A year that saw the Royal Opera House back on form; the Proms as popular as ever and set alight by Gustavo Dudamel's colourful Venezuelan orchestra drawn from the favelas; the charismatic Russian maestros Valery Gergiev and Vladimir Jurowski taking over two London orchestras; Damon Albarn's opera Monkey in Manchester; and the reopening of an improved Royal Festival Hall in London could only be a good year for classical music. Only the English National Opera lost its nerve, scheduling musicals to have more performances than operas. One of those, the musical comedy Kismet, a tale of love, romance and high jinks in Baghdad, must count as one of the worst examples of bad timing ever. A startlingly innovative Carmen with dance and video screens from the film director Sally Potter, brought the company's reputation for exciting productions back to the fore, even if it was not to all of the critics' tastes.
Startling and innovative, too, was one of the theatrical events of the year, The Masque of the Red Death at the Battersea Arts Centre. This piece took over the whole building as audiences donned masks and wandered through an Edgar Allan Poe-style Gothic-horror show, with a murder being committed in one room, while one could be part of a music-hall audience in another. Some saw it as the future of theatre, but the site-specific nature of such endeavours must surely mean that they remain rarities rather than the norm.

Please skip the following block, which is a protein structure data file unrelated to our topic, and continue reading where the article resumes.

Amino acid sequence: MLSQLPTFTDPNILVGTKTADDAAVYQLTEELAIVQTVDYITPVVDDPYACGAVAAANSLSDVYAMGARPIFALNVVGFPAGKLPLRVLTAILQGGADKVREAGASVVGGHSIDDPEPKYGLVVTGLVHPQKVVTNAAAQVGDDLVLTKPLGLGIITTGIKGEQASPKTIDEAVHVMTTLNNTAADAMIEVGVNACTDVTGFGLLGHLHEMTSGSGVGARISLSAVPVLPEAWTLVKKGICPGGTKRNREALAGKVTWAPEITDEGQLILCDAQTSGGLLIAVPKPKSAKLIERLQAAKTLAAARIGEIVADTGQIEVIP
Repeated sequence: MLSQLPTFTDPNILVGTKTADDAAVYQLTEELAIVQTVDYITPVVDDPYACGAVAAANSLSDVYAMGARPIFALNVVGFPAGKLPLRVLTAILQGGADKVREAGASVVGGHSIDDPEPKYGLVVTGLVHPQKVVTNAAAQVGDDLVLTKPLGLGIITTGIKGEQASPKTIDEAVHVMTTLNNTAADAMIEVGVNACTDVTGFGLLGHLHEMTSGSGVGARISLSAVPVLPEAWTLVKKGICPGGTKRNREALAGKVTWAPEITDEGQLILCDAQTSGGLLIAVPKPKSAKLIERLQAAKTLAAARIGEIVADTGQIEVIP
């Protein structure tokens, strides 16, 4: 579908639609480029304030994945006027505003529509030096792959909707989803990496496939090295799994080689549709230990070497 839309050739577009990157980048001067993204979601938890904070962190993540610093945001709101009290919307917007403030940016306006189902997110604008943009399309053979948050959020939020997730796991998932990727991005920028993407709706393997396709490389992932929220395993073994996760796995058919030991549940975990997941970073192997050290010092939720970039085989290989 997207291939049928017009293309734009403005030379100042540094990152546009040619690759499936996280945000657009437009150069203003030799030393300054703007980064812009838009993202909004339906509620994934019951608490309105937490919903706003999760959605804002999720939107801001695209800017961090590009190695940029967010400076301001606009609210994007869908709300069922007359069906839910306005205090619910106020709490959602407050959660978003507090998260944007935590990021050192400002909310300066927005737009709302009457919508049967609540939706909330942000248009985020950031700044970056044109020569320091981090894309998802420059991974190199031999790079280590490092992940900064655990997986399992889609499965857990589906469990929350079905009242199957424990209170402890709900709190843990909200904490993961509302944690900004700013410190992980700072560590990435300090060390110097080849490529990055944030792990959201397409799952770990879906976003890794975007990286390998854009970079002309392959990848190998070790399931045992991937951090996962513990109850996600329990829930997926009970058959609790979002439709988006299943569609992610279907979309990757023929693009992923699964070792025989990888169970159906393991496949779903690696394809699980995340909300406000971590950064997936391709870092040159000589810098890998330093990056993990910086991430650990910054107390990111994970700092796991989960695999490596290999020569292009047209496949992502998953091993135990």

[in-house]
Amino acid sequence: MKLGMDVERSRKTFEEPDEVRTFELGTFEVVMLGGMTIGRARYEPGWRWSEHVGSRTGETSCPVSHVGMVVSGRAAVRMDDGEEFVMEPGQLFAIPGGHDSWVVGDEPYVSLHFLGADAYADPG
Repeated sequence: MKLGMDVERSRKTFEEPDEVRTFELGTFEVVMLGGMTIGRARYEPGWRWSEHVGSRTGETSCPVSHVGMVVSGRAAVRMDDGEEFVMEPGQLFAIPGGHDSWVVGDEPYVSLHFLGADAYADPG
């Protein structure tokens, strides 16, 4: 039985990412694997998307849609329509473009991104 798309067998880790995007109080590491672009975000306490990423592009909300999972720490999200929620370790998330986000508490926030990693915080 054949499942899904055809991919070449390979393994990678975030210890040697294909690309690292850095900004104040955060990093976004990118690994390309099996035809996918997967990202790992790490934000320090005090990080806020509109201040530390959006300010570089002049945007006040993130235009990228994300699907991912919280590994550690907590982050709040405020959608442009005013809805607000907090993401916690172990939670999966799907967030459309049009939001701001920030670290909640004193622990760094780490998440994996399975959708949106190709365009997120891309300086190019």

Nicholas Hytner, head of the National Theatre, may have bit off more greying heads than he could chew when he attacked (and quickly apologised to) the long-serving critics of national newspapers. But he made a far more interesting and noteworthy point when he lamented the lack of political plays written from a right-of-centre perspective. Add this to the head of the Royal Court's statement that he wanted more middle-class plays to reflect his audience, and it is clear that we have had signals this year of a dramatic change in the theatrical landscape.
At the cinema, directors focused on the conflicts in Iraq and Afghanistan; but to the chagrin of Redford, De Palma and the rest, audiences, particularly in the US, wanted to escape from such soul-searching, and the movies flopped at the box office. The Cold War was another matter, however. Audiences and critics lapped up The Lives of Others, a German investigation into the role of the Stasi in the former East Germany. At home, Joe Wright brought Ian McEwan's Atonement to the screen in a touching and humane adaptation, while Shane Meadows showed a more modern and more worrying side of the English character in his look at contemporary bigotry in This Is England.
The last two showed signs of a flowering of home-grown films. But the shouts of euphoria from the UK Film Council for a great year for British film were risible. Their all-embracing definition of British film now seems to include any film with a British director or with footage shot in Britain. The Bourne Ultimatum was classed as British for their purposes. No doubt we should be reclassifying all of Hitchcock's Hollywood movies as British, too.